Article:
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Journal of Skin Cancer
Volume 2012 (2012), Article ID 981308, 13 pages
http://dx.doi.org/10.1155/2012/981308
Research Article

Genome-Wide Analysis of Gene and Protein Expression of Dysplastic Naevus Cells

1Department of Dermatology, Leiden University Medical Center, Einthovenweg 20, 2333 ZC Leiden, The Netherlands
2Department of Parasitology, Leiden University Medical Center, Albinusdreef 2, 2300 RC Leiden, The Netherlands
3Center for Human and Clinical Genetics, Leiden University Medical Center, Albinusdreef 2, 2300 RC Leiden, The Netherlands

Received 9 August 2012; Revised 10 October 2012; Accepted 11 October 2012

Academic Editor: Lionel Larue

Copyright © 2012 Linda Gao et al. This is an open access article distributed under the Creative Commons Attribution License, which permits unrestricted use, distribution, and reproduction in any medium, provided the original work is properly cited.

Abstract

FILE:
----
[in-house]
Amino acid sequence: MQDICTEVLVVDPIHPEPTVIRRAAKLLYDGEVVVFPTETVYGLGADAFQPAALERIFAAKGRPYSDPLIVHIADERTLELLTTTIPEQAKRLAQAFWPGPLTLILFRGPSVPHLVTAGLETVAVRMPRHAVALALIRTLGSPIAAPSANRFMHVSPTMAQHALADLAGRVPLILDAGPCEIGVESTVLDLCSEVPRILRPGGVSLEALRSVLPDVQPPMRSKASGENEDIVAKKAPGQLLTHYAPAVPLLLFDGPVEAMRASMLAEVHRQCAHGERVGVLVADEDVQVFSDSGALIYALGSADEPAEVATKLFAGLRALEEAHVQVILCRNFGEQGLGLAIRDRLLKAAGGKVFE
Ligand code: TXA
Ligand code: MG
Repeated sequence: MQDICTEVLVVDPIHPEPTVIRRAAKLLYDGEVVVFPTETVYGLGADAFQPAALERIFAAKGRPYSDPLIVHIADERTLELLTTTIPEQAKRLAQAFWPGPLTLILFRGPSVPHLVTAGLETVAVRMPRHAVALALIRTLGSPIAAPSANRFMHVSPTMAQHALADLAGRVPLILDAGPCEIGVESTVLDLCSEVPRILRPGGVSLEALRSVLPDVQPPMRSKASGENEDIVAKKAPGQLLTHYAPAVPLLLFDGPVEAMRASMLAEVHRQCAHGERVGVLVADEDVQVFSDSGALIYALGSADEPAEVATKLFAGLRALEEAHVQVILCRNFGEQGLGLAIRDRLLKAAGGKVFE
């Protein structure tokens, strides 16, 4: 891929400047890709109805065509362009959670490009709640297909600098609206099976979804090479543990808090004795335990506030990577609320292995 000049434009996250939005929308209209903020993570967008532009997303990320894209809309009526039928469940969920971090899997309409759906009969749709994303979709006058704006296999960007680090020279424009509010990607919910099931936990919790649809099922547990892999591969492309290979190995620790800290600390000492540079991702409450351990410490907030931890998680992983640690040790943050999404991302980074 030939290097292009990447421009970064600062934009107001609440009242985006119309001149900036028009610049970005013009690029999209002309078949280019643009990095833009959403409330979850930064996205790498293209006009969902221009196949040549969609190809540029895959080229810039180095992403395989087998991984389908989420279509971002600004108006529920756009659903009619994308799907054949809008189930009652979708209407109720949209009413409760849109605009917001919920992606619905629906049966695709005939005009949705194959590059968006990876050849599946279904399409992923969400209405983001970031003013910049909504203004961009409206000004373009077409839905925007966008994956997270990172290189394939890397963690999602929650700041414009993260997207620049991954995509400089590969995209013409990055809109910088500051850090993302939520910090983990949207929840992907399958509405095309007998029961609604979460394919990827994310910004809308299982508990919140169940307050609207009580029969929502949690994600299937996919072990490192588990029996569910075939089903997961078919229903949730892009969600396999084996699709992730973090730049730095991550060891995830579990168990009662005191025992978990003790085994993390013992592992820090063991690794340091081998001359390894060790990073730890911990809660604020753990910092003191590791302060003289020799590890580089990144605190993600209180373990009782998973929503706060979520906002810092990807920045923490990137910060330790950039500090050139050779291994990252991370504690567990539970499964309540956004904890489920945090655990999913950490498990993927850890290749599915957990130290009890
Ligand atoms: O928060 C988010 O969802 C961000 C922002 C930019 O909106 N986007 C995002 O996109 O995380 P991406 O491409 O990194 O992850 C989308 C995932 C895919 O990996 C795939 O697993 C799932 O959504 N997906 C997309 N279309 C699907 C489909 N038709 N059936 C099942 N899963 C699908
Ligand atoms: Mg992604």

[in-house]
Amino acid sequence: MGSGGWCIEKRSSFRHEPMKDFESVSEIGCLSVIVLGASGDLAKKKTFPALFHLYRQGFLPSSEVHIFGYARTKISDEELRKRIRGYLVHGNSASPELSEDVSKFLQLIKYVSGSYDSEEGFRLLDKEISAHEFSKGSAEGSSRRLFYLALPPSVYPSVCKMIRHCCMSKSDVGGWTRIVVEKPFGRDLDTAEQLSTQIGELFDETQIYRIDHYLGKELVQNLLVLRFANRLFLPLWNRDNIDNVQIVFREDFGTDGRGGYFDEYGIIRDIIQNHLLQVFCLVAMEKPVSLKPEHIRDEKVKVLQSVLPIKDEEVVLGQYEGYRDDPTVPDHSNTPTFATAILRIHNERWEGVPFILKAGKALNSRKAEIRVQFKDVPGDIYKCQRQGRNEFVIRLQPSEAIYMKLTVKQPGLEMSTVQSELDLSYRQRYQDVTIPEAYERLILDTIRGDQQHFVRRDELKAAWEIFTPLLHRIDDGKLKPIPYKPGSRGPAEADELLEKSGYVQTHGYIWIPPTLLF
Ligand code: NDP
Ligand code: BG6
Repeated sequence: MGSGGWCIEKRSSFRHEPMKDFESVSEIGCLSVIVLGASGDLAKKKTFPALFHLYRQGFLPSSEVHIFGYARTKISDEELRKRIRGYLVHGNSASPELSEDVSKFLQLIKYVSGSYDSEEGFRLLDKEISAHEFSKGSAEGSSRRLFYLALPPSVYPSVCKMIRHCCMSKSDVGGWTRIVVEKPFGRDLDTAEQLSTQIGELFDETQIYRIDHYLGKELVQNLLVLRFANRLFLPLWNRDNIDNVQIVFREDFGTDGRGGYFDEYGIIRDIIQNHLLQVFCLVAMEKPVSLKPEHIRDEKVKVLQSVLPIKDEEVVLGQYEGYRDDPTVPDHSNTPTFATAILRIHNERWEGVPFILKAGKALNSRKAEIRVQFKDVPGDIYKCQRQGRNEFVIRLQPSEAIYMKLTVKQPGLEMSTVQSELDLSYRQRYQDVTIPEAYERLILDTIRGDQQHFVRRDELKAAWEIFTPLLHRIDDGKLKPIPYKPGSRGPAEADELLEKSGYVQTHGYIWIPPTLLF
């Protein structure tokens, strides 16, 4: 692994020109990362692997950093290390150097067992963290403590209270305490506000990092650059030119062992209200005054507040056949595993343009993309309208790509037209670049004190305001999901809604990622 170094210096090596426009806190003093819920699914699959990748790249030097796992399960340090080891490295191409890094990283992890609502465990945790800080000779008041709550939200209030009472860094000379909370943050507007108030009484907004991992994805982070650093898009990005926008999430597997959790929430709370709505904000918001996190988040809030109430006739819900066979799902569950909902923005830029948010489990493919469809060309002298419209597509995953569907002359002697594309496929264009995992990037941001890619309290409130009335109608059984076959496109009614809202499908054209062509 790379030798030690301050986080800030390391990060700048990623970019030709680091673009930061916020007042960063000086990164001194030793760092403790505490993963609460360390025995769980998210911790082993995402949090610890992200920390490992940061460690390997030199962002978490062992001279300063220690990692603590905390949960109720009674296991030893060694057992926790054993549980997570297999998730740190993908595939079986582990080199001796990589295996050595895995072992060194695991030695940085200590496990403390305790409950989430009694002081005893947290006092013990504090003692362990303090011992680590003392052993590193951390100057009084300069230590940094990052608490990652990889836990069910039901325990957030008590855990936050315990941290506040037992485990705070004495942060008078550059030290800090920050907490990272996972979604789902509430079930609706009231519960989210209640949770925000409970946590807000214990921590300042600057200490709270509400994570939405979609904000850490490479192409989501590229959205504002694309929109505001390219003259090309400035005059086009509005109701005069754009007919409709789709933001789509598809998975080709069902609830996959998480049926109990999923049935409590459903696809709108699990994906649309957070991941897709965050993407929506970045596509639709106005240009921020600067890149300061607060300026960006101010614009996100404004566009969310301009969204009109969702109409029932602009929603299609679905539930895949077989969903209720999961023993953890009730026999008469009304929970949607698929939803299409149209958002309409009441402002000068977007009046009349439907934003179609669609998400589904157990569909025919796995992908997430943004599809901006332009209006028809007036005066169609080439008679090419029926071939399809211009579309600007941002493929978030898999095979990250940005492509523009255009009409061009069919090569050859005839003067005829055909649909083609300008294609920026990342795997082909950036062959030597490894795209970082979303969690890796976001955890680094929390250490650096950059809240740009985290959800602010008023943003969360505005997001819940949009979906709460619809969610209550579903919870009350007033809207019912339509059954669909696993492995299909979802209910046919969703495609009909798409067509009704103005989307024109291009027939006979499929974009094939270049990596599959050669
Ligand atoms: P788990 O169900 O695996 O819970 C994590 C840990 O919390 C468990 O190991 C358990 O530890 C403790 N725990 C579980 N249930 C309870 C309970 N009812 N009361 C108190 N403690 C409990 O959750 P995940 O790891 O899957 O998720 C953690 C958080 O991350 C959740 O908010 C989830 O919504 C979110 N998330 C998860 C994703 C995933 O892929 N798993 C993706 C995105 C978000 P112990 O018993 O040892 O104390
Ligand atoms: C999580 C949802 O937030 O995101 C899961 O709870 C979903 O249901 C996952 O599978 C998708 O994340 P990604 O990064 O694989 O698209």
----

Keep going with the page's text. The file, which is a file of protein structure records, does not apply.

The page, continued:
Cutaneous melanoma, a type of skin tumor originating from melanocytes, often develops from premalignant naevoid lesions via a gradual transformation process driven by an accumulation of (epi)genetic lesions. These dysplastic naevi display altered morphology and often proliferation of melanocytes. Additionally, melanocytes in dysplastic naevi show structural mitochondrial and melanosomal alterations and have elevated reactive oxygen species (ROS) levels. For this study we performed genome-wide expression and proteomic analysis of melanocytes from dysplastic naevus (DNMC) and adjacent normal skin (MC) from 18 patients. Whole genome expression profiles of the DNMC and MC of each individual patient subjected to GO-based comparative statistical analysis yielded significantly differentially expressed GO classes including “organellar ribosome,” “mitochondrial ribosome,” “hydrogen ion transporter activity,” and “prefoldin complex.” Validation of 5 genes from these top GO classes revealed a heterogeneous differential expression pattern. Proteomic analysis demonstrated differentially expressed proteins in DNMC that are involved in cellular metabolism, detoxification, and cytoskeletal organization processes, such as GTP-binding Rho-like protein CDC42, glutathione-S-transferase omega-1 and prolyl 4-hydroxylase. Collectively these results point to deregulation of cellular processes, such as metabolism and protein synthesis, consistent with the observed elevated oxidative stress levels in DNMC potentially resulting in oxidative DNA damage in these cells.